20.06.14

June 16th Magic - Jon Phillips

“After spending the morning at work clearing my desk, I soon found myself driving the now usual route down the A12, towards Cleverley Fisheries, for what would be my 5th session of the season.

The conditions looked good as I made my way to the lake, overcast, strong Northerly winds and light drizzle. The air pressure was high, but I felt confident all the same and I knew the wind would be pushing into the Car Park swim, so I prayed it would be available.

I arrived at 2.30pm to find an empty car park, I couldn’t believe my luck and was chuffed to think I’d have pick of the swims. A quick walk to the Car Park swim revealed there was actually one other angler present, in Fit Mans, a very popular swim on the lake. Still, no problem, as the wind was hacking down into the car park end and it looked good. Within 10 minutes, I had seen several fish show all over the swim, which was good enough for me and within another 10 minutes, had hastily got all my gear dumped into the swim.

I quickly set-up three rods, ignoring the drizzle and the fact that all my gear was starting to get wet, in favour of getting the rods out. I roughly knew the spots I wanted to be on from a previous marker around, so with the aid of the distance sticks, i wrapped up three rods to their positions. Three new rigs were quickly tied up using IQ2 15lb, attached to a size 8 Krank. I love these hooks, and so far, they’ve never let me down. A single 15mm bottom bait and small mesh bag on each rod were dually flicked out to their respective positions. With many fish obviously present, it just didn't make sense to potentially spook them off by firing out too much bait, or worse still, plumbing around with the marker. So with the rigs out, and the lines all set very slack, I only catapulted out six baits around each spot, then set about sorting all the rest of my gear, which wasn’t too wet after all.

By the time everything was set up, stowed away and the kettle on for the first brew, it was just after 5pm, so I put the IPad on to watch the Germany Vs. Portugal match. Looking out of the bivvy and across the lake, I could see fish still in my swim, and it looked really good for a bite. At half time, I decided to re-cast the middle rod as a few fish were showing slightly further out, so I tied up a fresh bag, reeled in and was just about to put a fresh bait on when the left- hand rod bleeped a couple of times. Looking down, I saw the indicator jump up a couple of inches then settle back down again. Quickly and very carefully (more like dropping), I put the middle rod down into the reeds beside the goal posts in time to see the left hand rod rip off. I was on it like a shot and at first, just felt a solid resistance as I leant into the fish. I knew the area was weedy, so I always use drop off leads, but this felt well and truly weeded yet I could feel the fish giving an occasional kick, so knew something was on. I never play my fish hard, so with steady moderate pressure from a couple of different angles, I finally got the fish moving after what seemed an age, but in fact, it was probably only a minute. I could feel that horrible line through weed grating sensation, but the fish was moving, so I kept the pressure on and slowly but surely, I gained line. Then, the fish must have cleared the weed as it kicked hard to the right and out into open water. It was at this point that I knew it must be a decent fish, as it just felt so heavy as it plodded off on a slow but unstoppable run. Luckily, the middle rod was out of the water and right hand rod was being fished down the right hand margins, so I had plenty of space to play the fish. I managed to turn the fish and as she came up towards the surface, I expected to see a ball of weed around the head of a reasonable fish, but as the leader broke the surface, followed by a glimpse of the fish turning below, I could see there was no weed and that the fish was huge in the crystal clear water. My heart was racing by now as I knew I’d got one of the better fish on, but being a new member, wasn't sure which one it was. The fish came up to the surface two rod-lengths out and I reached for the landing net handle, sinking the net in front of me. Then, as good as gold, she came in on her side, first time into the net and lay there calmly in the margins.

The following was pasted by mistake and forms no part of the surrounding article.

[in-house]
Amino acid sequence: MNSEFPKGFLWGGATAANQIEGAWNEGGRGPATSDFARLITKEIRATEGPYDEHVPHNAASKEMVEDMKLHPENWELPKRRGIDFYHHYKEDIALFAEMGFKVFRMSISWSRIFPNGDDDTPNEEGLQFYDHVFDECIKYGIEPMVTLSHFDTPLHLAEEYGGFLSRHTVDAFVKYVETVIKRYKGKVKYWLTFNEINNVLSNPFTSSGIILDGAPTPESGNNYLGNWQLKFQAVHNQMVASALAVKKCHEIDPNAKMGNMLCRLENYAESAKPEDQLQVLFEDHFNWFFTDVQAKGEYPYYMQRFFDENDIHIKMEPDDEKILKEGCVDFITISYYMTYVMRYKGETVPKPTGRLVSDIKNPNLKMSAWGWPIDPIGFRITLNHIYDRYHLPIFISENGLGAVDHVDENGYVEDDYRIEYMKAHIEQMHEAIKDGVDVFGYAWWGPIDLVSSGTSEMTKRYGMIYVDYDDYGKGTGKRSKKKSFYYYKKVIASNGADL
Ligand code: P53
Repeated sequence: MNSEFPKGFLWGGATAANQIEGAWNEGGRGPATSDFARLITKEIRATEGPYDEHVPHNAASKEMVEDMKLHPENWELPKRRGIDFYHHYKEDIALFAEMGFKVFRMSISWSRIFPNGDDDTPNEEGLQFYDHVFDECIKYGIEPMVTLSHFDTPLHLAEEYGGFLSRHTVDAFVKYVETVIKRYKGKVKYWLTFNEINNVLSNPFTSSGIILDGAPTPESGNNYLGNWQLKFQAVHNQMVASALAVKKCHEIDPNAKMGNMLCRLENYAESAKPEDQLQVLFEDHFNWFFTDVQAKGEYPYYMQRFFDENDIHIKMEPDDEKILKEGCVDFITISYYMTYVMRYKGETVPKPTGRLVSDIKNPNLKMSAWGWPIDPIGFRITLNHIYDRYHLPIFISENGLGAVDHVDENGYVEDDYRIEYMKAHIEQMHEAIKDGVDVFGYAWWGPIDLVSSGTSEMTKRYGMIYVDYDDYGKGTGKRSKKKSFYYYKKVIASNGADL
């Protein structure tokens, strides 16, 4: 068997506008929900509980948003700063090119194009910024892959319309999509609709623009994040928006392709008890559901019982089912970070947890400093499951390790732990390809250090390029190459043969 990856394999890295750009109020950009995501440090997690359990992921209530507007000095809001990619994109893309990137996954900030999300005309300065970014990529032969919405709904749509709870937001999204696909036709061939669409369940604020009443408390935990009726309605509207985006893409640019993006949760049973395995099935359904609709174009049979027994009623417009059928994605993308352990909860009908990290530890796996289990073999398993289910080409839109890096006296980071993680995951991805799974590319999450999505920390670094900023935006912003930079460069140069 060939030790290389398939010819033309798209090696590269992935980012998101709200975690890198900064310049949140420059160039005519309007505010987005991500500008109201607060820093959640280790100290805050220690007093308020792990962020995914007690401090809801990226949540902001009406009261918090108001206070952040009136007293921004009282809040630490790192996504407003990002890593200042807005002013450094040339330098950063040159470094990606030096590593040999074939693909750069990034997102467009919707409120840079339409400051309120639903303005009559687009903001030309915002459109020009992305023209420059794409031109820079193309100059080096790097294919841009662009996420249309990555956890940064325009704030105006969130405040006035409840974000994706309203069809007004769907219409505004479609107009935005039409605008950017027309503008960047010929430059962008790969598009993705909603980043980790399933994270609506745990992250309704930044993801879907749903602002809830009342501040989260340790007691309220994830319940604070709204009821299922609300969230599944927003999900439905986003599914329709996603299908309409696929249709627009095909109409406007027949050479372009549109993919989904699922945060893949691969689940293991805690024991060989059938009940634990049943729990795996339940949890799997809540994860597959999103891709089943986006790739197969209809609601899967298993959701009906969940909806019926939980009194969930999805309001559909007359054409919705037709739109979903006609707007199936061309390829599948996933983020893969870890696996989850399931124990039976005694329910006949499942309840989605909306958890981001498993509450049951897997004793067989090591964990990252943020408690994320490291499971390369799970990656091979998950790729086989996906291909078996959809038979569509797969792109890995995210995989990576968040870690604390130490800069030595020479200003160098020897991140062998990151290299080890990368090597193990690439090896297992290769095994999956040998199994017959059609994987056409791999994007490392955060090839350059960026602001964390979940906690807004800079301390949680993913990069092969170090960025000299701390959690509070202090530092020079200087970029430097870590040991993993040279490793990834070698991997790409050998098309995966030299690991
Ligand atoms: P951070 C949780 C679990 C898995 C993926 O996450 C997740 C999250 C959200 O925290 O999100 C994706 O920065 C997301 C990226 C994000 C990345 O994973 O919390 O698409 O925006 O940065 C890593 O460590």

I was shaking like a leaf and stood there looking at my prize. Wow, she looked huge in the net from above, and I knew she would go 40+ and become my new UK PB. At this exact point, a fellow member just happened to be walking past, so kindly offered to assist with weighing and photographs (thanks Aaron, owe you one), but I’ve go to be honest, it’s all very much a blur from here on in… Into the weigh sling in the cradle, quick zero of the scales, and up she went, registering a weight of 46lb 4oz after deduction of the sling weight. GET IN!

To say I was ecstatic was the biggest understatement ever! Now, I don’t like to keep any of my fish out of the water any longer than necessary, so after a few quick snaps, I returned her to the water in the sling, where upon I done the customary strip off and got into the lake with her for some release shots. She was ready to go, so I let her slowly swim away from my hands back to her home.

The rest of the session was spent with an ear to ear grin, and although I managed to sneak a stunning looking scaley mirror off the top, was pretty uneventful, but I didn't care, I was, and still am, on cloud 9.

June 16th is a special date for many anglers, even though most commercial fisheries no longer have a close season, but this June 16th will remain etched in my memory forever.”

Jon Phillips.

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